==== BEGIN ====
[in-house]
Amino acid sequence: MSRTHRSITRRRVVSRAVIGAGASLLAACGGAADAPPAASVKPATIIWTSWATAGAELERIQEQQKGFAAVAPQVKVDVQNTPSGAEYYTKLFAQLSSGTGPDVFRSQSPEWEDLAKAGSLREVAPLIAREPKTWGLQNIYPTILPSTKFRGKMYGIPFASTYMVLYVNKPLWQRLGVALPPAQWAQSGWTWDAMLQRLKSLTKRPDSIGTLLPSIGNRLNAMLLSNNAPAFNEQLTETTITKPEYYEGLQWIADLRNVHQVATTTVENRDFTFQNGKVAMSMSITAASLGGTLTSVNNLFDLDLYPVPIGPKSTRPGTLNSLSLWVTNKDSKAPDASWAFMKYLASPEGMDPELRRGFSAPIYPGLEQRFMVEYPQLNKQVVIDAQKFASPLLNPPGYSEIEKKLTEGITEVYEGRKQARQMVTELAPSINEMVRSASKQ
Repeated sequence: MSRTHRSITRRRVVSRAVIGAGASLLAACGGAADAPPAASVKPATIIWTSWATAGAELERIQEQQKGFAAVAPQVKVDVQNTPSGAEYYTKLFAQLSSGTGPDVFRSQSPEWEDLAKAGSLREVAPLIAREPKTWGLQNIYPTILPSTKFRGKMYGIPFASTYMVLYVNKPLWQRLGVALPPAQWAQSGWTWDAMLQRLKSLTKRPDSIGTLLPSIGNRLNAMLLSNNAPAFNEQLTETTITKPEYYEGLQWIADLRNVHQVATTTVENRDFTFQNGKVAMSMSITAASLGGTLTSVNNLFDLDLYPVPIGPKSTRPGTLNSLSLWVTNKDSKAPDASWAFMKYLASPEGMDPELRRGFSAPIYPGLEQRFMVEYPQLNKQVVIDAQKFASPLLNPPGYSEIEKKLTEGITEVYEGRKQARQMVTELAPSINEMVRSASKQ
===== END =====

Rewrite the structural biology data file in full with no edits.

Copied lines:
[in-house]
Amino acid sequence: MSRTHRSITRRRVVSRAVIGAGASLLAACGGAADAPPAASVKPATIIWTSWATAGAELERIQEQQKGFAAVAPQVKVDVQNTPSGAEYYTKLFAQLSSGTGPDVFRSQSPEWEDLAKAGSLREVAPLIAREPKTWGLQNIYPTILPSTKFRGKMYGIPFASTYMVLYVNKPLWQRLGVALPPAQWAQSGWTWDAMLQRLKSLTKRPDSIGTLLPSIGNRLNAMLLSNNAPAFNEQLTETTITKPEYYEGLQWIADLRNVHQVATTTVENRDFTFQNGKVAMSMSITAASLGGTLTSVNNLFDLDLYPVPIGPKSTRPGTLNSLSLWVTNKDSKAPDASWAFMKYLASPEGMDPELRRGFSAPIYPGLEQRFMVEYPQLNKQVVIDAQKFASPLLNPPGYSEIEKKLTEGITEVYEGRKQARQMVTELAPSINEMVRSASKQ
Repeated sequence: MSRTHRSITRRRVVSRAVIGAGASLLAACGGAADAPPAASVKPATIIWTSWATAGAELERIQEQQKGFAAVAPQVKVDVQNTPSGAEYYTKLFAQLSSGTGPDVFRSQSPEWEDLAKAGSLREVAPLIAREPKTWGLQNIYPTILPSTKFRGKMYGIPFASTYMVLYVNKPLWQRLGVALPPAQWAQSGWTWDAMLQRLKSLTKRPDSIGTLLPSIGNRLNAMLLSNNAPAFNEQLTETTITKPEYYEGLQWIADLRNVHQVATTTVENRDFTFQNGKVAMSMSITAASLGGTLTSVNNLFDLDLYPVPIGPKSTRPGTLNSLSLWVTNKDSKAPDASWAFMKYLASPEGMDPELRRGFSAPIYPGLEQRFMVEYPQLNKQVVIDAQKFASPLLNPPGYSEIEKKLTEGITEVYEGRKQARQMVTELAPSINEMVRSASKQ